A lengthy sermon was given to the people of this country when the National Accountability Bureau was formed. It was claimed that rampant corruption was a result of poor governance which was the outcome of mismanagement, but not its cause. Therefore the bureau envisaged treating the menace according to these requirements.
It was also declared that an effective anticorruption system was like good healthcare that would in turn control an endemic disease by putting in place preventive measures and curative strategies. The founders of this bureau also wanted the people to believe that NAB would ensure that corruption was effectively reduced. However, all these claims have ended up in failure as the bosses of the NAB continue to run in circles without any real sense of direction.
The plan given at NAB’s formation was that the only tool used to fight corrupt practices had been enforcement, investigation, prosecution and finally conviction. However, the fact is that both investigation and prosecution remain weak links in the accountability bureau’s tools as it continues to employ selective measures, against selected people.
For example, the bureau closed its eyes when nearly Rs500 billion was doled out in the energy sector in violation of the laws of the land. In contrast, several cases have continued for years on end against minions like tehsil dars etc whose lives are made miserable for a few dimes of silver.
The SCARP case has not been finalised by the NAB authorities even after the passage of more than two years while projects like Nandipur etc continue to be ignored by the NAB authorities. In Punjab and elsewhere the government made a big show of a Transparency International report that showed Pakistan to have improved a few notches. This generated a fierce debate in the country because there are some who believe that the Pakistan chapter of Transparency International may have failed to do a proper job.
It is common knowledge that corruption has increased in the last one year and the people continue to suffer. Adulteration in food and even in medicines is so glaring that one never knows if a tablet bought to save one’s life will end up taking it. There is no mechanism to monitor all this or, for that matter, to provide any relief to the common man who remains at the mercy of various conmen. It is easy to create a false aura that the people of this country will soon see improvement as far as corrupt practices are concerned, but the fact remains that, instead of improving, the situation continues to deteriorate at an alarming speed.
For example, the anti-corruption strategy laid down by the government reiterates that 27 different public departments inspect an average manufacturing concern and that on each visit there is bound to be improvement. What has been seen is that on each visit more opportunities are created for harassment and corruption, thus decreasing avenues for investment.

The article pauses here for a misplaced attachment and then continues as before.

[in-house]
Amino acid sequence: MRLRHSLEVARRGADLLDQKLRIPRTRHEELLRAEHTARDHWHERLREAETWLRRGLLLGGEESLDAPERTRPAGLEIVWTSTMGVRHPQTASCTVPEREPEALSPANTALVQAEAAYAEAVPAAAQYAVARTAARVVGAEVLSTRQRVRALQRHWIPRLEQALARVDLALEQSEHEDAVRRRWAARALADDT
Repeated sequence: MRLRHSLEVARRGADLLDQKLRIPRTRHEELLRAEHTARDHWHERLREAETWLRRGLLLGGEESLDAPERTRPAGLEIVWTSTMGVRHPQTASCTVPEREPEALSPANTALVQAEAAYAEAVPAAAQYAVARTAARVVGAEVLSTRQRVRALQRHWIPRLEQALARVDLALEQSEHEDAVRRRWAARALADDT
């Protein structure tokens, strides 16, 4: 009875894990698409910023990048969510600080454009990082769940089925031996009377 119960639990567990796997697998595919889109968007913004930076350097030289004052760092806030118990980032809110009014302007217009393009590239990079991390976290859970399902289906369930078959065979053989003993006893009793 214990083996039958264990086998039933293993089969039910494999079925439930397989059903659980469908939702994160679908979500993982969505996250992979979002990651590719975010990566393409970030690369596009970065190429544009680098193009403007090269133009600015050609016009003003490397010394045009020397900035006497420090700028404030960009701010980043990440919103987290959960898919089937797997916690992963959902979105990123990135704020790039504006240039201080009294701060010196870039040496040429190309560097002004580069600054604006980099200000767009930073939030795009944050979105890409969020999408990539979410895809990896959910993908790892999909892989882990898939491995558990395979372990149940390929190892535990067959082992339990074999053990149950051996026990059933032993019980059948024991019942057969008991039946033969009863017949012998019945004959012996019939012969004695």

The example given by the government was that the government of Sindh closed down the Department of Weights and Measures to reduce opportunities for corruption and harassment. What they failed to understand was that with no one to look into this vital issue, defective measurement has become a routine in Sindh where people are swindled every day as the weights and measures used by the shopkeepers are never up to the standards.
As a part of the accountability process, the ombudsman, the office of the auditor general and the public accounts committee should play a critical part in the enforcement of law and public sector accountability. However, except for the ombudsman, the office of the auditor general has been virtually reduced to that of a post office and the federal finance minister and his cohorts continue to call the shots and have put in place certain regulations where the auditor general has entirely ceased to function.
The public accounts committees have no teeth and routinely indulge in public relations extravaganzas. For example, the ombudsman in Punjab tried to play a role according to the law to help out pensioners who have been continuously denied their rights by the government of Punjab. Ninety percent of the decisions taken by the ombudsman and his directors were overturned by the then governor of Punjab Chaudhary Sarwar, who continued to toe the line of the bureaucracy.
In some cases, though, the ombudsman has succeeded not only in providing justice, but has also ensured that his office functions at the district level reducing the logistical hardship faced by people seeking redressal of their grievances against the government.
Finally, unless accountability laws are reformed and the present system of selective accountability is stopped, there is no hope for Pakistan to move towards the desired goal of a corruption free society.